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Western Sahara has been on the UN list of non-self-governing territories since 1963. Formerly a Spanish colony, the territory was annexed by Morocco in 1975. Since then, Western Sahara has continued to be occupied by Morocco owing to a dispute between Morocco and Western Sahara’s indigenous Saharawi people represented by the Polisario Front.1 Following 16 years of confrontation, the UN negotiated a ceasefire in 1991, which was accepted by both sides.2

The Polisario Front has active armed forces and a surplus of weaponry, which is largely due to the support of certain countries, mainly Algeria and Libya. Morocco’s heavy military presence in Western Sahara, combined with smuggling activities and small arms and light weapons trafficking, also make the territory vulnerable to further armed violence.3 In 2020, the conflict escalated, and armed attacks by the Polisario Front against Moroccan forces in Western Sahara and southern Morocco restarted in response to Moroccan armed forces crossing the UN buffer zone.4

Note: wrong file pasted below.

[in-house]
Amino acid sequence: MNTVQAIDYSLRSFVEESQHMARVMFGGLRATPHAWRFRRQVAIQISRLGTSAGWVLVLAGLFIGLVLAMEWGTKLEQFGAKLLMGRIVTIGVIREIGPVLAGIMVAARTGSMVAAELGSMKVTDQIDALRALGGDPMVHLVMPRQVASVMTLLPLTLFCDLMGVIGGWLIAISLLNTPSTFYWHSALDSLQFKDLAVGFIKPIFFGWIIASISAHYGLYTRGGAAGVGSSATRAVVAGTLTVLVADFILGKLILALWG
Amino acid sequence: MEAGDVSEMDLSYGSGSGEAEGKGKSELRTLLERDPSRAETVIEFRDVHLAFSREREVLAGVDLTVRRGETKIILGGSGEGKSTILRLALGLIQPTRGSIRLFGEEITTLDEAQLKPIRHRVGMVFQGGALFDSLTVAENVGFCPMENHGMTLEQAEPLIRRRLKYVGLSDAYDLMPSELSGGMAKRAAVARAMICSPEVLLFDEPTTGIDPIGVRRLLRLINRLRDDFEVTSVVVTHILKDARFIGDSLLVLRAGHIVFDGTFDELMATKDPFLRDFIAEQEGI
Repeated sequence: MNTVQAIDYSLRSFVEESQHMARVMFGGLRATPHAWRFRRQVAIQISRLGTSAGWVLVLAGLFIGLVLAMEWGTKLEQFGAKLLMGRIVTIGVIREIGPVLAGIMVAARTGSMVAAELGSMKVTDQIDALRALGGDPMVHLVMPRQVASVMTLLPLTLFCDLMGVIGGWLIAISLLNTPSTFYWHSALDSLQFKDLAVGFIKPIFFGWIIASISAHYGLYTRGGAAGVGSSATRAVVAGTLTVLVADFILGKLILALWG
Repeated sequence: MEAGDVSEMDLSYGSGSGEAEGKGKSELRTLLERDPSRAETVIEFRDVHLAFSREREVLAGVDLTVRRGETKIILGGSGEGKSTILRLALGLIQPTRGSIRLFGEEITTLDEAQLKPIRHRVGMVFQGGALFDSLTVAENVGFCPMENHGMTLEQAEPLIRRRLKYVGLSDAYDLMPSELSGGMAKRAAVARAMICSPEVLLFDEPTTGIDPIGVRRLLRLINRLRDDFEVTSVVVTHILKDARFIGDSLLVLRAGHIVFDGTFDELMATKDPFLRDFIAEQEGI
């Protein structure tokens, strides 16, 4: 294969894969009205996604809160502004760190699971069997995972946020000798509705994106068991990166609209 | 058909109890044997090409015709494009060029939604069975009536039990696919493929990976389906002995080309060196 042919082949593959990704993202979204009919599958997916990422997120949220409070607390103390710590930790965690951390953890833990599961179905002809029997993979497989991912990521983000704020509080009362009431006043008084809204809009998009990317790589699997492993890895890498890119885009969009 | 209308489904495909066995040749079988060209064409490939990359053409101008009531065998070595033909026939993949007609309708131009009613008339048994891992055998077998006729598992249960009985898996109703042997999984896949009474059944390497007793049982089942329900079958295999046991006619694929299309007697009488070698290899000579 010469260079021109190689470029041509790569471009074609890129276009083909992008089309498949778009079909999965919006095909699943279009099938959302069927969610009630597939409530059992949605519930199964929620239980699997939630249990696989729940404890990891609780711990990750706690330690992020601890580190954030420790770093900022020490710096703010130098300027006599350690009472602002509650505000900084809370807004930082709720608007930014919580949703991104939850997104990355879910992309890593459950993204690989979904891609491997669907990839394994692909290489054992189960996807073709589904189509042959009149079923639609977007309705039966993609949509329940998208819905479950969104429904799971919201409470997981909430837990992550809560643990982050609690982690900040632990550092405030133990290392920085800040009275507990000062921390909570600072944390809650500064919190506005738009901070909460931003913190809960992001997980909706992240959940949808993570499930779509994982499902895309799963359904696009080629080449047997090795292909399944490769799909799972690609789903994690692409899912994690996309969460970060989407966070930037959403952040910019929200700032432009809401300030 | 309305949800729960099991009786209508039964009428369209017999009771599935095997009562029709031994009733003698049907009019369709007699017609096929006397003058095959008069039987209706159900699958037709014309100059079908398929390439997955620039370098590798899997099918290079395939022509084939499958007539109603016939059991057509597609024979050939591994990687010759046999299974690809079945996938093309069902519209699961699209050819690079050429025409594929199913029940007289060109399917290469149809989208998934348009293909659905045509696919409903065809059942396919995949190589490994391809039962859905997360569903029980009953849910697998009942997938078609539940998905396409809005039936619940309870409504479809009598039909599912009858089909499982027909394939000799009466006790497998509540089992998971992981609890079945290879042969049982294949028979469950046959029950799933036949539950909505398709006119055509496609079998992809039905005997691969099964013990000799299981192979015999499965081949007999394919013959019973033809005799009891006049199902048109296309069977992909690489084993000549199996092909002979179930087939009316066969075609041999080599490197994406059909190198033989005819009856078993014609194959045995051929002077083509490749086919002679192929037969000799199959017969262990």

1 “Military occupation of Western Sahara by Morocco,” Rule of Law in Armed Conflicts Project (RULAC), Geneva Academy of International Humanitarian Law and Human Rights, updated May 19, 2023,

2 “Western Sahara Profile,” BBC News, September 7, 2021,

3 Francesco Strazzari and Francesca Zampagni, Illicit Firearms Circulation and the Politics of Upheaval in North Africa (Brussels: Flemish Peace Institute, 2017),

4 Hugh Lovatt and Jacob Mundy, “Free to Choose: A New Plan for Peace in Western Sahara,” European Council on Foreign Relations, May 26, 2021,

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Map of Western Sahara

Further information

Accidental explosions

Since the Small Arms Survey began collecting data in 1979, no accidental explosions have been reported in Western Sahara.

Source: “Unplanned Explosions at Munitions Sites (UEMS) Database,” Small Arms Survey, updated December 15, 2021,

Cases of diversion

Insufficient information on cases of diversion in Western Sahara.


Insufficient information on the disposal of ammunition in Western Sahara.


To further enhance safe and secure ammunition management, the following needs have been identified for Western Sahara:

  • Mediation of the conflict between Morocco and the Polisario Front through the UN Security Council and the European Union; and
  • Establishment of a legal framework on illicit trade in small arms and light weapons.

Source: Lovatt and Mundy, “Free to Choose.”

Published Date: Monday 21 of August 2023